Breakfast club: Decades-long ritual for St. Veronica Massgoers
(Photo by Valerie Schmalz/Catholic San Francisco) St. Veronica 8:30 a.m. Mass breakfast club members gathered recently for a group photo
The morning Mass group is a staple at most parishes – a group of devoted daily Mass attendees who bond each morning before and after Mass, as they share faith and time despite whatever differences the rest of their lives hold.
At St. Veronica Parish in South San Francisco, the camaraderie spills over after the 8:30 a.m. Mass into coffee and maybe an Egg McMuffin or oatmeal at the McDonald’s a few blocks away on El Camino Real – and it’s been that way for nearly 30 years.
The group is such a staple of life at McDonald’s that the parishioners use a special meeting room, although often so many come they extend into the tables in the main part of the restaurant. For the group, all of whom are retired, this is a way to give a little structure to the day, and check in with friends who are supportive and share the same time of life.
“That’s how you start the day is going to Mass,” said Mira McTiernan, who attends Mass with her husband Jim. Before retirement she was a regular at 6:30 a.m. Mass and her husband, who retired five years earlier, went to the 8:30 a.m. Mass. Now they go together.
“It nourishes you,” said June Heise of morning Mass. “It’s hard to imagine starting your day without it. Especially when you are older, you are thinking about eternity.”
The Mass-breakfast group’s “faith, friendships, joy, and service are an inspiration – and a precious gift to the parish community,” said St. Veronica pastor Father Charles Puthota.
“Their practice underlines the fact that we need support from each other both at prayer and social gatherings and enjoy the human connectedness,” said Father Puthota, noting many in the group date their involvement in the parish to its founding in 1951 and are generous supporters of the parish “ministries and mission.”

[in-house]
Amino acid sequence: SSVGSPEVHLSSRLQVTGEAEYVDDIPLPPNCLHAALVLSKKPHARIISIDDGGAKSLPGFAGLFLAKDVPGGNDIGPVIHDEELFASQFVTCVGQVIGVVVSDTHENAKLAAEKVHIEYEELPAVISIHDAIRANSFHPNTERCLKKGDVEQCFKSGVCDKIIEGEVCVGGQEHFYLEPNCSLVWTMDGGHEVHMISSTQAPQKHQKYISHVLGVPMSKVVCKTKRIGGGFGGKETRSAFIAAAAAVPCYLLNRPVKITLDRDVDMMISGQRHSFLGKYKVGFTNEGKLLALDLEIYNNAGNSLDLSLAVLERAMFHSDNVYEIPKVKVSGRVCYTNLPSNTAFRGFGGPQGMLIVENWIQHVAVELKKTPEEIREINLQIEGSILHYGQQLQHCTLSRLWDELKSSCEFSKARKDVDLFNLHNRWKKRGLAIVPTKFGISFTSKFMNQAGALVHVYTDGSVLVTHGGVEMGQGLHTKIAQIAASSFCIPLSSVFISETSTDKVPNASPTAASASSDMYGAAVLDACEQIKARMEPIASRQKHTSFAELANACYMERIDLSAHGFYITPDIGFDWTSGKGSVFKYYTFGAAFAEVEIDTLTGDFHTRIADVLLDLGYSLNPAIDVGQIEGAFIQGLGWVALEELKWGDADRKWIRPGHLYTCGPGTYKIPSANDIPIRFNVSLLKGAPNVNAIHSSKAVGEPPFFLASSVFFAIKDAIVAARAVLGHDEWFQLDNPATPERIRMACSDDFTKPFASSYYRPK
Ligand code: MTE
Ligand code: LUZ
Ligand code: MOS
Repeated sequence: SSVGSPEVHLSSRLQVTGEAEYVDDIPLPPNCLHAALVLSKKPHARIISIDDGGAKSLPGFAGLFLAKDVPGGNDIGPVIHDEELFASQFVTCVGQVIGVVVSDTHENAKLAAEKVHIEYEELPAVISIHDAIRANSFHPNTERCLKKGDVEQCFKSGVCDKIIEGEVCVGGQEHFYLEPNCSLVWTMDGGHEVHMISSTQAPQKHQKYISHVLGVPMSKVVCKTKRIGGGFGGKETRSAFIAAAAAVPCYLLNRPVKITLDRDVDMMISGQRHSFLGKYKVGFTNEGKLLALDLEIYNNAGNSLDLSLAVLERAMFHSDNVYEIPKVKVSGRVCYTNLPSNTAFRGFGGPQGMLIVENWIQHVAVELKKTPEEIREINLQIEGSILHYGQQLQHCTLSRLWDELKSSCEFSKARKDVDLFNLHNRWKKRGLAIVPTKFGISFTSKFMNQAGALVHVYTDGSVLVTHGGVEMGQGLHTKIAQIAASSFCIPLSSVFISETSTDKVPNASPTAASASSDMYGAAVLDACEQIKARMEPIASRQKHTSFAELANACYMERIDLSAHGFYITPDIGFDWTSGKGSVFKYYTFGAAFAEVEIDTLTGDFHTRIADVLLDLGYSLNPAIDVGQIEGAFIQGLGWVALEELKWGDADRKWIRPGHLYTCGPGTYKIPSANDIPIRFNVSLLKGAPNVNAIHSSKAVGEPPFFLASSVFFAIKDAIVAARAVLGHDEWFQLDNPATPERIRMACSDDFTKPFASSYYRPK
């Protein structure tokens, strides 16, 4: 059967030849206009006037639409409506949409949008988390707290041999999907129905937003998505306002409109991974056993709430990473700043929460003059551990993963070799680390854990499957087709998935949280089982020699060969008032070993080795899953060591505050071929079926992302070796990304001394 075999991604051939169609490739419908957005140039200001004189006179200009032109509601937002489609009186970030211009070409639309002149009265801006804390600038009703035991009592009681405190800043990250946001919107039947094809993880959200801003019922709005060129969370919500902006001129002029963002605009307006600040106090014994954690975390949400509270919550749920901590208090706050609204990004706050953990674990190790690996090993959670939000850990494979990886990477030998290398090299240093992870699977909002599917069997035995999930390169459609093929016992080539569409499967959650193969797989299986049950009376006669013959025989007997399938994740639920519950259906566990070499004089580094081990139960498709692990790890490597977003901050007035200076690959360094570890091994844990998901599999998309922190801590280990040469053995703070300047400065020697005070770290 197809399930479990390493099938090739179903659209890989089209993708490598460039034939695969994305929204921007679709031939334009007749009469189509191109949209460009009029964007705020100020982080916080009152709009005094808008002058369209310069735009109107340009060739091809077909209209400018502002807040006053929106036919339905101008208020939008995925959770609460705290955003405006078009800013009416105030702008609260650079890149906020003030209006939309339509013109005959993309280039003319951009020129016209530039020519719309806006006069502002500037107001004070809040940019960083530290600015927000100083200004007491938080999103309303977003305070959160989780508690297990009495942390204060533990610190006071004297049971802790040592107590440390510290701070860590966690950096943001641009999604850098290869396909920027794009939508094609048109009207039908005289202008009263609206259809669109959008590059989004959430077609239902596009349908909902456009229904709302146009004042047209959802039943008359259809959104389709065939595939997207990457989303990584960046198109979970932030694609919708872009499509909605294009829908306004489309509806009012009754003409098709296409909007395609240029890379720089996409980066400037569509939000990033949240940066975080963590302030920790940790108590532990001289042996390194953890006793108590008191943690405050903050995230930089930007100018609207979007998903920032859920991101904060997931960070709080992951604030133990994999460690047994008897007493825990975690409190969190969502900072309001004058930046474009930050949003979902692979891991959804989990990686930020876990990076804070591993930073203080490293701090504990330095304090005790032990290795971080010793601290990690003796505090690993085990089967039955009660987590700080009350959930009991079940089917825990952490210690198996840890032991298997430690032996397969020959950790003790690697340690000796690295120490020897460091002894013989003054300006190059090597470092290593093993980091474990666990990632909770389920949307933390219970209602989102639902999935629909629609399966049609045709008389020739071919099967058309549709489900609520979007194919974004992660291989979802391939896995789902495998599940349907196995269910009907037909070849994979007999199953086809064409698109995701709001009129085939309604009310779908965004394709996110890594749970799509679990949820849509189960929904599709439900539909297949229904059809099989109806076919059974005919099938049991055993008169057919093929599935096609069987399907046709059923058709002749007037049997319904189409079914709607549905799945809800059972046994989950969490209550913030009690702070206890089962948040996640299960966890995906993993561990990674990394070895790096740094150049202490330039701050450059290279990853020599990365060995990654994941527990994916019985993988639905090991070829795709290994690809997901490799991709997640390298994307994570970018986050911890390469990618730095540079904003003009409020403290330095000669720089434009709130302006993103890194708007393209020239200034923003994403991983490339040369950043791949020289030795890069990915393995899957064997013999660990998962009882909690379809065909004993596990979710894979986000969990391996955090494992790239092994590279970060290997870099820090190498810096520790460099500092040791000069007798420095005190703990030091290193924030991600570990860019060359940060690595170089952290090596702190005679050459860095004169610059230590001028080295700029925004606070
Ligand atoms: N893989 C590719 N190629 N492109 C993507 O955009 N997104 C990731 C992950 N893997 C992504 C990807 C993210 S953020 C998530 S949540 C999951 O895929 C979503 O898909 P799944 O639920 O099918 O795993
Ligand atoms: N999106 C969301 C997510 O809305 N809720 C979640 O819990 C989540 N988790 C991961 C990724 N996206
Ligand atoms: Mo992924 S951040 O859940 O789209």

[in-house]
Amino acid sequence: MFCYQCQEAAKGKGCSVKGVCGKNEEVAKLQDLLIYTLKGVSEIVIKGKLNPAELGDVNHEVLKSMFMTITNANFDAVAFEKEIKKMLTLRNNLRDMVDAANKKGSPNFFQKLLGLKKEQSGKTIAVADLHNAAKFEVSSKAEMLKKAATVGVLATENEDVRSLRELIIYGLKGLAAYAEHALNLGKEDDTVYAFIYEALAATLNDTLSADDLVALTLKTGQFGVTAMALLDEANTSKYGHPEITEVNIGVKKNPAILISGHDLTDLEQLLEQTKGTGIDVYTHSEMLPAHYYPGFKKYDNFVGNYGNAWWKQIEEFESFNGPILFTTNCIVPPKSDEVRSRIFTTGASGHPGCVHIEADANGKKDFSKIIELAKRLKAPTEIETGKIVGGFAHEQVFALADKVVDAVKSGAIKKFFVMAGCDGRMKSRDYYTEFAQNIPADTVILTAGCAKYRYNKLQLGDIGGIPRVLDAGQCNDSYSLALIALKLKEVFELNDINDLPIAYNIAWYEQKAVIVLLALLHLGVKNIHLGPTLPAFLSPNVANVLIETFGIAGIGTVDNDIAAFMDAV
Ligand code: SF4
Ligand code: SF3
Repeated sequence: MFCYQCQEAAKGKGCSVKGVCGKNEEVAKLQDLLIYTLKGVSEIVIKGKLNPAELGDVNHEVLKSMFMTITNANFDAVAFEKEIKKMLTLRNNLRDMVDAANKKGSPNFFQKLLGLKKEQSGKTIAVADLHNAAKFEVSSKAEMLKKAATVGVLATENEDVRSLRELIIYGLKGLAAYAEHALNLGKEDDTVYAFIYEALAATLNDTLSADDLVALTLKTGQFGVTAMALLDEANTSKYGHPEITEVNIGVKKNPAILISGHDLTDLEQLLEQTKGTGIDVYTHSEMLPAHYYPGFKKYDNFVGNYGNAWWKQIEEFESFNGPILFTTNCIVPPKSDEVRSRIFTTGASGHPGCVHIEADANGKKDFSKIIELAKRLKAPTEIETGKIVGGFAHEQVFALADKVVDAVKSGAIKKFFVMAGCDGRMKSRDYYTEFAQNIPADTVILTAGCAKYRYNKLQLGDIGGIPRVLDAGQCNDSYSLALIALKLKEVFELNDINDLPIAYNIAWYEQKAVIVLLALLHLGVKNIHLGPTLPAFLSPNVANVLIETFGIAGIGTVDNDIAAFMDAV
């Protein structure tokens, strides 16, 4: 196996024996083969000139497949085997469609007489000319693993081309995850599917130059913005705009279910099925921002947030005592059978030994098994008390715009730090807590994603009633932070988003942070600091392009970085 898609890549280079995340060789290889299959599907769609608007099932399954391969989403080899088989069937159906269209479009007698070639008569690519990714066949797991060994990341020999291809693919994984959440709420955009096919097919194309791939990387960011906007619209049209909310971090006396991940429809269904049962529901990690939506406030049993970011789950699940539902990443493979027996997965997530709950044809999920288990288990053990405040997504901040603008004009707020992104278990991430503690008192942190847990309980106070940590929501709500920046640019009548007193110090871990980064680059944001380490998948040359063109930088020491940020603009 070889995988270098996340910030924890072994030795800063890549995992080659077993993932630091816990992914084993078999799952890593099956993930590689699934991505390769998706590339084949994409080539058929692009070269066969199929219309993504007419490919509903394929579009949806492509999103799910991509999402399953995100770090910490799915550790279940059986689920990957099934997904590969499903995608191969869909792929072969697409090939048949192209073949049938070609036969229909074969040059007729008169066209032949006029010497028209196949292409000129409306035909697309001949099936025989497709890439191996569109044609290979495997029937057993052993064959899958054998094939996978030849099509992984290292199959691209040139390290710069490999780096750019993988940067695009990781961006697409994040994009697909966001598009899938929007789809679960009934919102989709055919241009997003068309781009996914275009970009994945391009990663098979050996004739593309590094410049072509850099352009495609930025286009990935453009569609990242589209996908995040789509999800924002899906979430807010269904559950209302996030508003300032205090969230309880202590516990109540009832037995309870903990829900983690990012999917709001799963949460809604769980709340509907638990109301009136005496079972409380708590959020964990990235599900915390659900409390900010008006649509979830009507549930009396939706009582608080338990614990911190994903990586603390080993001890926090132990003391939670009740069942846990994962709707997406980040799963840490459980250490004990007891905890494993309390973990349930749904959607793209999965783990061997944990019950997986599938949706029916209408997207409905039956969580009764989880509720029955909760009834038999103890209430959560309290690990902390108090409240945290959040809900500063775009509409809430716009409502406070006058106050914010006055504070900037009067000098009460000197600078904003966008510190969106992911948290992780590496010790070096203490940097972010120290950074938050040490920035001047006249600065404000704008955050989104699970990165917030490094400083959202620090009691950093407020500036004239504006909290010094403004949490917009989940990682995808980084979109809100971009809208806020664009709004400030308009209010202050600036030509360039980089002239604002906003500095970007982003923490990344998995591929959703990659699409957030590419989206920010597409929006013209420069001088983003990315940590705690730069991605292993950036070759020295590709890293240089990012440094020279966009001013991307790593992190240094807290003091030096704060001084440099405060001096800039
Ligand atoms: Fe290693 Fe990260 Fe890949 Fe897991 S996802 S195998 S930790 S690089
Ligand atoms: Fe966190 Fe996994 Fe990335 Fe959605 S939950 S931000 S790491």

“I’d been going to daily Mass and so had my husband. After my husband passed away six years ago I was invited to come and join the group,” said Mary Fabian. “It has been really wonderful for me, especially with the loss of my husband. It’s been a very healing experience.”
Though, she said with a laugh and nod of the head toward Emanuele Damonte, one of the founding members of the McDonald’s group, “Sometimes they aggravate me. They torture me; they love to get me started.”
“Lots of room in this inn,” joked Damonte, in a play on his namesake. “I only speak the truth.”
“It’s a wonderful way to start the day,” said Damonte, who attends with his wife Carolyn. “Any of them would go out of their way for you.”
“I like the camaraderie,” said Dave McCann, who calls himself ‘a Lenten guy’ who attends daily Mass and comes for coffee during the penitential season.
At first the 8:30 Mass friends would congregate after Mass for a coffee and donut at the donut shop but at McDonald’s they have the meeting room each morning, Monday-Saturday.
The friendship at Mass and afterward is wonderful, said Heise. “And you know, when you’re old, everyone has aches and pains. You can stay home and feel sorry for yourself or you can get out and get over it.”
From March 28, 2014 issue of Catholic San Francisco